So we lost the word. But I think of it as a spiritual side of sloth. Acedia actually means indifference. It means being unable to care, and that, by extension, believing that God couldn’t possibly care about you. You don’t care about anything. And I really think indifference, in that sense, is a major problem in our world today. And so, this new book is going to be kind of exploring that word. Exploring the differences I see, anyway, between acedia and depression because they share some [of the] same symptoms and effects, but they’re not exactly the same. I discovered this word 25 years ago in a monastery library. And I thought, “Oh, my God. This man is describing something I know, but I never had the name.” That naming it was so powerful. So, I’ve really been wanting to write this book for all that time. And finally, I managed to overcome my sloth enough to do it.

Losing that ability to care...That's a really scary prospect, but I think that’s the state that a lot of us are in a lot of the time. And not being able to care about things that deep down we know we really want to care about, but we just can’t even get there. And that’s why the ancient monks thought of it as such a deadly thing, because it really starts to disconnect you not only from God but from other people and being able to find meaning in life. If you lose your ability to care about that, you’re really kind of lost. And you really need help. And so, that’s why it’s so deadly.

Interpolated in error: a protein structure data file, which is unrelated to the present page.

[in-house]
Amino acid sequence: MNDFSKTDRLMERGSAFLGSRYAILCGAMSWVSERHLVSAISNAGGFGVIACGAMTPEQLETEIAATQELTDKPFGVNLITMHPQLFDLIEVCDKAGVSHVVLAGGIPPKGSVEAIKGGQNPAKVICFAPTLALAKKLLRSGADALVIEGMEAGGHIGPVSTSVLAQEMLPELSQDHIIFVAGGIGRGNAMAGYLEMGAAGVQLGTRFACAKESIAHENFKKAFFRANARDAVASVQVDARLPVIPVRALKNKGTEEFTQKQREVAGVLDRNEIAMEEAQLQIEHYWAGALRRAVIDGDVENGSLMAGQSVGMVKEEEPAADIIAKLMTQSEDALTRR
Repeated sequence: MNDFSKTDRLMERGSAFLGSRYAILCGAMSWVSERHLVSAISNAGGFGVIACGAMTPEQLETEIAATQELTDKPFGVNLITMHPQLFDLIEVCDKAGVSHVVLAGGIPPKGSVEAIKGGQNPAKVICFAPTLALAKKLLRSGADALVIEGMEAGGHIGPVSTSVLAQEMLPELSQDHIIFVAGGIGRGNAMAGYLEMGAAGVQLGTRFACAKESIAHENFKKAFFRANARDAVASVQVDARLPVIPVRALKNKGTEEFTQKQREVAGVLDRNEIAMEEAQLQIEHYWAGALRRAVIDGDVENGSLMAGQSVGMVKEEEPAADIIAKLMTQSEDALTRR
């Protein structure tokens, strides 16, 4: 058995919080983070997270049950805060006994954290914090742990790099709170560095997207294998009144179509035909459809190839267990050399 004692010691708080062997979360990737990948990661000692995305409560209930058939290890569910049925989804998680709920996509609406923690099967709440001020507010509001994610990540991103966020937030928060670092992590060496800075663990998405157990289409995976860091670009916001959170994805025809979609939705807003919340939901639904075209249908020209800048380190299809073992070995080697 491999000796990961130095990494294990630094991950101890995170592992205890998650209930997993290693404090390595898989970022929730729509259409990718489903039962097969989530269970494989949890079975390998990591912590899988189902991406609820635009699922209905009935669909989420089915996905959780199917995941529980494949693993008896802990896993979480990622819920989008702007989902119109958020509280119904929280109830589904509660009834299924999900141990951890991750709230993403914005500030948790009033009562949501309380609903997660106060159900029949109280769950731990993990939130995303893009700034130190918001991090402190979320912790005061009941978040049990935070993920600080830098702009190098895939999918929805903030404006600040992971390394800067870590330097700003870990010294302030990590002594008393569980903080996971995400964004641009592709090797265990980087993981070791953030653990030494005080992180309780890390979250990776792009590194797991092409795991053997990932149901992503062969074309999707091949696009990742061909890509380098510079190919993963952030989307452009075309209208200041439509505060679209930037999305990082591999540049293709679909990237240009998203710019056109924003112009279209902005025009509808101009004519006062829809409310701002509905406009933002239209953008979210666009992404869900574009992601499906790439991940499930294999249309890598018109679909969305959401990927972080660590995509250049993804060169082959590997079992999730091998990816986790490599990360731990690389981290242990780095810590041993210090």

In a Christianity Today interview you said that religious traditions have been shortchanged and that there are three things that are badly taught: faith, poetry, and mathematics. Which means why we worship, what prayer really is and isn’t, and how our children are poorly taught these spiritual practices. What is the solution to this?